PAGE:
When Black & Veatch first launched its annual assessment of the U.S. water industry 10 years ago, the sector was dealing with the lingering impacts of the financial crisis. Funding was deemed grossly inadequate to upgrade infrastructure that was well past its prime, and many communities struggled to match necessary investments with flat or declining revenue.
Yet the search for “green shoots”— signs of economic recovery — yielded some promise. Virtually everyone believed “sustainability” could carry significant benefits, though a unified definition was elusive. Data’s vast potential in managing and optimizing assets was on the industry’s radar, though actually seeing it in practice was another matter.
A decade later, many of those takeaways remain. Black & Veatch’s 2022 Water Report — based on expert analyses of a survey of more than 300 stakeholders in America’s water, wastewater and stormwater sectors — magnifies how so many things have grown more complex.
As infrastructure continues to age, so are the industry’s workers, heading in droves into retirement and taking their skills and institutional knowledge with them, posing formidable staffing dilemmas in a historically tight jobs market. The embrace of data in driving decision-making — a key in enabling utilities to do more with less in this new frontier of “digital water” — is recognized for its promise but still lags in adoption. “Cybersecurity,” “climate change” and “decarbonization” — unmentioned in the 2012 report — have emerged as pressures the industry can’t ignore. Concerns about evolving regulations are deepening.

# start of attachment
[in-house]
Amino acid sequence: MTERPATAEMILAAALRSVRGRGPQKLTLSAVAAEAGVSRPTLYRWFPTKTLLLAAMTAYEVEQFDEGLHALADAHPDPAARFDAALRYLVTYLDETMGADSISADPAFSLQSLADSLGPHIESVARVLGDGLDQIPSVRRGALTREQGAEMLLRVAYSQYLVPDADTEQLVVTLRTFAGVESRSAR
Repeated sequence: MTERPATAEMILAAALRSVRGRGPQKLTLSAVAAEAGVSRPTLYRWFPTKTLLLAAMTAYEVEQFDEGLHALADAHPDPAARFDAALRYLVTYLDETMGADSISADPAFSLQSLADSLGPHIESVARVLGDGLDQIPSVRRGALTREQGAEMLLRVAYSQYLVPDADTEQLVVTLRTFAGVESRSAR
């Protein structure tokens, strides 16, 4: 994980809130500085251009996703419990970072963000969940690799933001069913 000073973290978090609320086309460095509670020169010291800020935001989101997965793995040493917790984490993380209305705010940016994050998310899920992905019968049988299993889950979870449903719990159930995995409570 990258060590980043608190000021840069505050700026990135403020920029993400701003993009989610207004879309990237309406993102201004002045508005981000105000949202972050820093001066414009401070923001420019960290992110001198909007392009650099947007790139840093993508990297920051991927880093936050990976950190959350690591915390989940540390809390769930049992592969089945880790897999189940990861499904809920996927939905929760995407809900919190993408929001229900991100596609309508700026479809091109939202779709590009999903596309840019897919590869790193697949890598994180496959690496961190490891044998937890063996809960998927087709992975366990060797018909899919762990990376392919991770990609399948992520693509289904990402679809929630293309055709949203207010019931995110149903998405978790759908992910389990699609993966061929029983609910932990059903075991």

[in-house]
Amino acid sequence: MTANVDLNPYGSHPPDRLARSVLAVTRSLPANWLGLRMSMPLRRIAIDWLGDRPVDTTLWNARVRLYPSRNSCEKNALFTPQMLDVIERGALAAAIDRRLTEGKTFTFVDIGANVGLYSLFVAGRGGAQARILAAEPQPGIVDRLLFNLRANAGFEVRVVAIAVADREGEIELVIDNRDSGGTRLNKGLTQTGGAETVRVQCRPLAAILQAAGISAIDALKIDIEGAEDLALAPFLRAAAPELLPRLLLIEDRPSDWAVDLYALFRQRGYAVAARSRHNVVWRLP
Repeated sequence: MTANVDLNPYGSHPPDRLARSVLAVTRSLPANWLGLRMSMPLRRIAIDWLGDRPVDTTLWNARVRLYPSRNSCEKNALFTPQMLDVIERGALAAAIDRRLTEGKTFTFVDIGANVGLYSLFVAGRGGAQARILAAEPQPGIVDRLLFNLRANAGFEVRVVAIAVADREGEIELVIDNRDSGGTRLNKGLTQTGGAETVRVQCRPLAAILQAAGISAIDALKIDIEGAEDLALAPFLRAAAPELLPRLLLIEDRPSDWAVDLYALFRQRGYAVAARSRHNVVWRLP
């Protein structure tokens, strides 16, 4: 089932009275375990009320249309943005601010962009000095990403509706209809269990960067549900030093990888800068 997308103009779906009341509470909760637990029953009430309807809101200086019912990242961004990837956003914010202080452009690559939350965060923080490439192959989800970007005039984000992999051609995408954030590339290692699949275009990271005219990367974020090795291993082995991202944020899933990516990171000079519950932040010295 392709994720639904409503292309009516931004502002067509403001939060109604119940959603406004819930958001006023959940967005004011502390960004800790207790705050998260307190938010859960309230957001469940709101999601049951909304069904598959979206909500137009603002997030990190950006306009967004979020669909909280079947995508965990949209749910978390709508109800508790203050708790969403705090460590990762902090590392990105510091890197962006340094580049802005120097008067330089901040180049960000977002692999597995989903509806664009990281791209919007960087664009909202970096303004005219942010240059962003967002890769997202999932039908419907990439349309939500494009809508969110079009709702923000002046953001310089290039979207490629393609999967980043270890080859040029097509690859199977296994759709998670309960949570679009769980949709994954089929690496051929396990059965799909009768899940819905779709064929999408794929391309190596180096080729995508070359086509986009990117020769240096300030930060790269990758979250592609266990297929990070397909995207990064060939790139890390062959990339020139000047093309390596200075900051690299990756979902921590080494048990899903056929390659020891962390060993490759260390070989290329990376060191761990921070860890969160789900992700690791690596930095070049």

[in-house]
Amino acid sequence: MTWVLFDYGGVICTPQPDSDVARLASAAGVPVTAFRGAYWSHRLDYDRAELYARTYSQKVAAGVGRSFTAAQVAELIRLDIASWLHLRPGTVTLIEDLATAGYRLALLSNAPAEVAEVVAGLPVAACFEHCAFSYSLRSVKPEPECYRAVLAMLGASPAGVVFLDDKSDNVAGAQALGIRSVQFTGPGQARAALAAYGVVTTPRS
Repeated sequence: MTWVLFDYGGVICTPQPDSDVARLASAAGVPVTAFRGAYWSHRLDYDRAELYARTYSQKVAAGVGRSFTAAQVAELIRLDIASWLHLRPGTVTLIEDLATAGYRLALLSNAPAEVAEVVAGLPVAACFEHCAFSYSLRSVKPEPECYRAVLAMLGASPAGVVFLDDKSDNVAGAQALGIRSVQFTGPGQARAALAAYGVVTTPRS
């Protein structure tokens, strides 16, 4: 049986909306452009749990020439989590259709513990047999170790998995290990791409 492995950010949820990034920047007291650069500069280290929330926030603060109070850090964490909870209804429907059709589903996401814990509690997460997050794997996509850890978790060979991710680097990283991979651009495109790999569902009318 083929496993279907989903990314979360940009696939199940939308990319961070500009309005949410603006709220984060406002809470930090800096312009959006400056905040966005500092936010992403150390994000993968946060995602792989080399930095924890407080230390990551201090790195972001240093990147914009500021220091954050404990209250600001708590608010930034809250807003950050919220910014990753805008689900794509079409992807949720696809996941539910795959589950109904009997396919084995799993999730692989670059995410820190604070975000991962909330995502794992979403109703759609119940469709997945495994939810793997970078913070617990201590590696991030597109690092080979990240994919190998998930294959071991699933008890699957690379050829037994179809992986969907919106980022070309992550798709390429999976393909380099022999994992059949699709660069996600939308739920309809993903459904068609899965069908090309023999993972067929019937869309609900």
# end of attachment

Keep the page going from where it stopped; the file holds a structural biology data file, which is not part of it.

Yet opportunities and optimism abound. Funding through spending measures such as the American Rescue Plan Act of 2021 (ARPA) and the $1.2-trillion Infrastructure Investment and Jobs Act (IIJA) present a generational opportunity to invest in long-overdue water projects. The big problem: Many utilities, while insisting they’ll pursue some of that infusion they so craved a decade ago, aren’t quite sure how to go after it.
Welcome to the complicated world of water, where old ways of thinking are giving way, albeit relatively slowly, to what’s new and possible in addressing chronic pain points in 2022 — the 50th anniversary of the Clean Water Act — and beyond.